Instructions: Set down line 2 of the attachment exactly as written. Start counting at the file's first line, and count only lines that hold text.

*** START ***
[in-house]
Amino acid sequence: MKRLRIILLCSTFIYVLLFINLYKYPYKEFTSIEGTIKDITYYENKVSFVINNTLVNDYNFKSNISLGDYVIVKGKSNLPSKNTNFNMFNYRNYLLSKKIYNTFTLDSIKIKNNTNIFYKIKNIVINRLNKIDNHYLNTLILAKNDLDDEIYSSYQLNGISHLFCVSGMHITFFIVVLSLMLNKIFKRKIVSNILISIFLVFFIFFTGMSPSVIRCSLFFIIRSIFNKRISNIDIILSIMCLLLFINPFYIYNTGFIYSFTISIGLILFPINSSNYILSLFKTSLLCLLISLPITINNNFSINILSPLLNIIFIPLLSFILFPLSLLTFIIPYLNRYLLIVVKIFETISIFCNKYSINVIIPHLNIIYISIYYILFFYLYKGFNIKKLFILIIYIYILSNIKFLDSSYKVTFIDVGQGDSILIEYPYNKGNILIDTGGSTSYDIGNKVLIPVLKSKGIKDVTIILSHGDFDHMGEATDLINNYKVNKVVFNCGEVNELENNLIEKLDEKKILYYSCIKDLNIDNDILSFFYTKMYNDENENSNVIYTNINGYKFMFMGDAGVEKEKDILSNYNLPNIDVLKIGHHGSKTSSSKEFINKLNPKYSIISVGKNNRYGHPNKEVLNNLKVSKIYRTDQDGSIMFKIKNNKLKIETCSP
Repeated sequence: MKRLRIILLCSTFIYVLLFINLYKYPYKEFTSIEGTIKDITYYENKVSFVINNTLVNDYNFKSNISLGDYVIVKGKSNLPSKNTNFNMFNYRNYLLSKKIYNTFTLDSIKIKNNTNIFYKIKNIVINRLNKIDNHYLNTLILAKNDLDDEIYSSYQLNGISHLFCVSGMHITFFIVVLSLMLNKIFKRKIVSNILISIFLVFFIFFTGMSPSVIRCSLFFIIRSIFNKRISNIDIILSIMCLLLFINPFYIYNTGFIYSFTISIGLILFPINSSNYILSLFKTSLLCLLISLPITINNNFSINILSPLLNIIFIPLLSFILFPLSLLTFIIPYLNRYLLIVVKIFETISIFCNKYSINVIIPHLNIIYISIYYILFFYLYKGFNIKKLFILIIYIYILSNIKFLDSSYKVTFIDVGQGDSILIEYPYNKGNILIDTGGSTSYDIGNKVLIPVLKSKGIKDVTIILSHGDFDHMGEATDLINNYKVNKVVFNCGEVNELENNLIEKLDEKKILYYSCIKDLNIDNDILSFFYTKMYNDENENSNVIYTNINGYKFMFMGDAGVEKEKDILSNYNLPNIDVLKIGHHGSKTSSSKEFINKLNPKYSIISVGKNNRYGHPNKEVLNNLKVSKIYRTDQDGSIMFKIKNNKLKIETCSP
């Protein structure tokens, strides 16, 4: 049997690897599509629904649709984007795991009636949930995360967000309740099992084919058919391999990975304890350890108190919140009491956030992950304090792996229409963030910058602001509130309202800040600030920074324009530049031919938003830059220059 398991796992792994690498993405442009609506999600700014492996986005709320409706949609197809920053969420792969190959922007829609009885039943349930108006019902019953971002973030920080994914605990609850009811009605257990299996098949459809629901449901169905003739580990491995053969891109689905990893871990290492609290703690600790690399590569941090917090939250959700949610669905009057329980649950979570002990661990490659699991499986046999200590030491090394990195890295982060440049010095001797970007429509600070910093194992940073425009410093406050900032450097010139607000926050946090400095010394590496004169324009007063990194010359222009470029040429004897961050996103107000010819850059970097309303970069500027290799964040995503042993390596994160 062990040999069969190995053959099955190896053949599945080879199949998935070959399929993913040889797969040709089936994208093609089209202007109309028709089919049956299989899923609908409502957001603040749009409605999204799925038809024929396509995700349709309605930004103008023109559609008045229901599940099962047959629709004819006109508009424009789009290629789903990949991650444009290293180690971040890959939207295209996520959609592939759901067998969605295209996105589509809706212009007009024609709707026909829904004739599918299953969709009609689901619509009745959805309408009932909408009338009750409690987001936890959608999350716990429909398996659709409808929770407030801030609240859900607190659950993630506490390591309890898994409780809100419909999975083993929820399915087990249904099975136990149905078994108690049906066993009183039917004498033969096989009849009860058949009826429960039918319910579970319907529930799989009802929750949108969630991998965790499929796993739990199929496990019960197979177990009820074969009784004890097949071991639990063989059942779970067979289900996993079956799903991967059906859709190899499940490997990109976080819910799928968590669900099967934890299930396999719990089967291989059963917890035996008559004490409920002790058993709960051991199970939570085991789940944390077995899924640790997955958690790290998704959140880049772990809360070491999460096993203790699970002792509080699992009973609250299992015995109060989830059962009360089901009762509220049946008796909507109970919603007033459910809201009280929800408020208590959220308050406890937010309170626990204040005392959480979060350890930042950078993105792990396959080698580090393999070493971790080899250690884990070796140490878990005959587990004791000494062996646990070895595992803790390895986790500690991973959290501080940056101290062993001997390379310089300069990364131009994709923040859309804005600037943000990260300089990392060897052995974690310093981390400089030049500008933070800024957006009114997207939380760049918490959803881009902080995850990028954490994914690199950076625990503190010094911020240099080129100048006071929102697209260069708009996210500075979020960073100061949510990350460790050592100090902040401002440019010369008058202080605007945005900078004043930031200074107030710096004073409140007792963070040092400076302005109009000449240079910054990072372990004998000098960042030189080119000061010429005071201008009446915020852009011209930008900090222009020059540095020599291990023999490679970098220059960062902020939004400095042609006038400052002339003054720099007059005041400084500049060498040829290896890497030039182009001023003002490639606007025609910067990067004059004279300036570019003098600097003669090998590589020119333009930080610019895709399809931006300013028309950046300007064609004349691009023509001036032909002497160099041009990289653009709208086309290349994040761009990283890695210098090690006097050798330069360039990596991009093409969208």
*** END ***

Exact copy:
Amino acid sequence: MKRLRIILLCSTFIYVLLFINLYKYPYKEFTSIEGTIKDITYYENKVSFVINNTLVNDYNFKSNISLGDYVIVKGKSNLPSKNTNFNMFNYRNYLLSKKIYNTFTLDSIKIKNNTNIFYKIKNIVINRLNKIDNHYLNTLILAKNDLDDEIYSSYQLNGISHLFCVSGMHITFFIVVLSLMLNKIFKRKIVSNILISIFLVFFIFFTGMSPSVIRCSLFFIIRSIFNKRISNIDIILSIMCLLLFINPFYIYNTGFIYSFTISIGLILFPINSSNYILSLFKTSLLCLLISLPITINNNFSINILSPLLNIIFIPLLSFILFPLSLLTFIIPYLNRYLLIVVKIFETISIFCNKYSINVIIPHLNIIYISIYYILFFYLYKGFNIKKLFILIIYIYILSNIKFLDSSYKVTFIDVGQGDSILIEYPYNKGNILIDTGGSTSYDIGNKVLIPVLKSKGIKDVTIILSHGDFDHMGEATDLINNYKVNKVVFNCGEVNELENNLIEKLDEKKILYYSCIKDLNIDNDILSFFYTKMYNDENENSNVIYTNINGYKFMFMGDAGVEKEKDILSNYNLPNIDVLKIGHHGSKTSSSKEFINKLNPKYSIISVGKNNRYGHPNKEVLNNLKVSKIYRTDQDGSIMFKIKNNKLKIETCSP